The future of Egypt’s population: opportunities and challenges

Egypt’s potential labour supply depends on the growth and changing composition of its working-age population. This column reports the latest data on labour supply and fertility rates, concluding that the country has a window of opportunity with reduced demographic pressures to try to address longstanding structural challenges for the labour market.

Formidable challenges facing the Middle East require a sea change in economic policies

Weakening global growth, endemic conflicts and increased tensions within the Middle East and North Africa (MENA) – as well as emerging challenges such as climate change and rapid demographic shifts – are likely to have an adverse impact on the region’s economic, social and political stability in the coming years. This column outlines the policy responses that are needed to avert disaster.

Domestic demand and competition: a new development paradigm for MENA

A lack of competition in domestic and regional markets is holding back development in the Middle East and North Africa. This column argues that the region and the international community must ensure that barriers to market entry and exit are eliminated, and that independent regulatory bodies at the national and regional levels help to promote domestic demand as the main engine for sustainable and inclusive growth.

The Egyptian economy is still not creating good jobs

Growth in Egypt has recovered substantially since the downturn following the global financial crisis and the political instability following the 2011 revolution – but what has happened to jobs? This column reports the results on employment conditions from just released data in the 2018 wave of the Egypt Labor Market Panel Survey.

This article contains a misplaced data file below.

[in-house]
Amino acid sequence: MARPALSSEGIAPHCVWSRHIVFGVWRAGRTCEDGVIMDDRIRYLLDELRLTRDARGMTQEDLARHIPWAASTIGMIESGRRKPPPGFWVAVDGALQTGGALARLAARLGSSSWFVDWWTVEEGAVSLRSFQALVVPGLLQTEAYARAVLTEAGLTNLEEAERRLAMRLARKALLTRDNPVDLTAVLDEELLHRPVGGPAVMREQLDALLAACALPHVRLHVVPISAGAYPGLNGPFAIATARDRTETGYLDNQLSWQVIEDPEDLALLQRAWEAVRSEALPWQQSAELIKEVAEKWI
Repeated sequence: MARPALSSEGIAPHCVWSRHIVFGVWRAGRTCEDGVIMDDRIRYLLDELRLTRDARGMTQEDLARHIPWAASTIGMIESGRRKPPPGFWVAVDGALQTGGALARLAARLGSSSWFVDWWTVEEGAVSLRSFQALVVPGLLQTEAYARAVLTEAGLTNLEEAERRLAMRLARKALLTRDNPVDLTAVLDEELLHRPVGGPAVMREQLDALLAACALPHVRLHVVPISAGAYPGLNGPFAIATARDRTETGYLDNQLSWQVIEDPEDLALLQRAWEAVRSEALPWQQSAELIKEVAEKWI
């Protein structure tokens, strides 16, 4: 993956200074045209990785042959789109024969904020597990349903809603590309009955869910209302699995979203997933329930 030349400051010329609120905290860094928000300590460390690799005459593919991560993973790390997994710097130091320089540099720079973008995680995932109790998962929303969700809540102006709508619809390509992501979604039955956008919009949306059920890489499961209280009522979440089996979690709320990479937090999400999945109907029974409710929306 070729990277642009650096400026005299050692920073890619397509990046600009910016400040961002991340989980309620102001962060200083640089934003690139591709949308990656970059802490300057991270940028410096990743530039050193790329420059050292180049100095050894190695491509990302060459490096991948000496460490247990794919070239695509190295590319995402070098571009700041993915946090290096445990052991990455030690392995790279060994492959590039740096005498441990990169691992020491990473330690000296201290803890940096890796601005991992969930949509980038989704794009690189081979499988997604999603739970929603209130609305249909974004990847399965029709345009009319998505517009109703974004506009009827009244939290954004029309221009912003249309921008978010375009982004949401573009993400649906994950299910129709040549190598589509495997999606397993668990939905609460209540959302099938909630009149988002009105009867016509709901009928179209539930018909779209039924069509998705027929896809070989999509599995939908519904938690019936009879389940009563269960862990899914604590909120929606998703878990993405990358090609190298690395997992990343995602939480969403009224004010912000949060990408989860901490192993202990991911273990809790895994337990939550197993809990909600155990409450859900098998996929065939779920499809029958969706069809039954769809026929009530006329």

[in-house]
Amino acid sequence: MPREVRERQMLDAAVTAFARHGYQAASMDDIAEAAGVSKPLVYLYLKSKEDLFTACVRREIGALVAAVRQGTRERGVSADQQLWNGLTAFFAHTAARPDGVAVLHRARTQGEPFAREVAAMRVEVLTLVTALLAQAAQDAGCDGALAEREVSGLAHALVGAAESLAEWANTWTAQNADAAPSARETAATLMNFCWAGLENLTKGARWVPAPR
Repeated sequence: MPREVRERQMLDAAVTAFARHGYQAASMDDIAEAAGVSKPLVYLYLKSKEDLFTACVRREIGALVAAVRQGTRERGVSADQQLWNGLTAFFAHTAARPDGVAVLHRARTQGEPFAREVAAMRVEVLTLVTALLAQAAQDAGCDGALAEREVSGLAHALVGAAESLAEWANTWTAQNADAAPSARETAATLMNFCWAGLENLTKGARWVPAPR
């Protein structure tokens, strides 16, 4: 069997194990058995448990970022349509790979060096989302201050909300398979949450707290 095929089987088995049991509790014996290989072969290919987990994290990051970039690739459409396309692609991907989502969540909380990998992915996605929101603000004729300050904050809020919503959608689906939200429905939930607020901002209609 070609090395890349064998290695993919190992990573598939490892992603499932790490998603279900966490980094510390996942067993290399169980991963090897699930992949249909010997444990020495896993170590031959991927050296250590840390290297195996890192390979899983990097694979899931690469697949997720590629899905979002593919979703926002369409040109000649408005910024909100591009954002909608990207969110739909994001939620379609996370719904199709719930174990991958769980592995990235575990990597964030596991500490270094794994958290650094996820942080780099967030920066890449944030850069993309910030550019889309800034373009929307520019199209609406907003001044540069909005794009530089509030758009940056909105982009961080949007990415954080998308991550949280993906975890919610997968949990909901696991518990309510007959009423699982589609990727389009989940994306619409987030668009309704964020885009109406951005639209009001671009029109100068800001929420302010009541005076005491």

Effects of urbanisation on productivity and wages: evidence from Turkey

Are the substantial productivity gains associated with larger cities in developed countries similar for developing countries? This column provides evidence on urbanised economies in the non-Western world by focusing on Turkey, a country that has experienced fast urbanisation and a high rate of growth of the urban population.

Gender discrimination in small business lending: evidence from Turkey

Discrimination in access to financial services can prevent women from exploiting their entrepreneurial potential. This column reports on a ‘lab-in-the-field’ experiment to test for the presence of gender discrimination in small business lending in Turkey.

How import dependence could lead to corruption in MENA

Export-led development strategies have had little success in MENA countries; what’s more, instruments of earlier import-substitution strategies – such as state-owned enterprises, high tariffs and subsidies – have survived. As this column explains, these legacies have created crony-capitalist industries that have limited the level of competition in many sectors of the economy and furthered the region’s dependence on imports.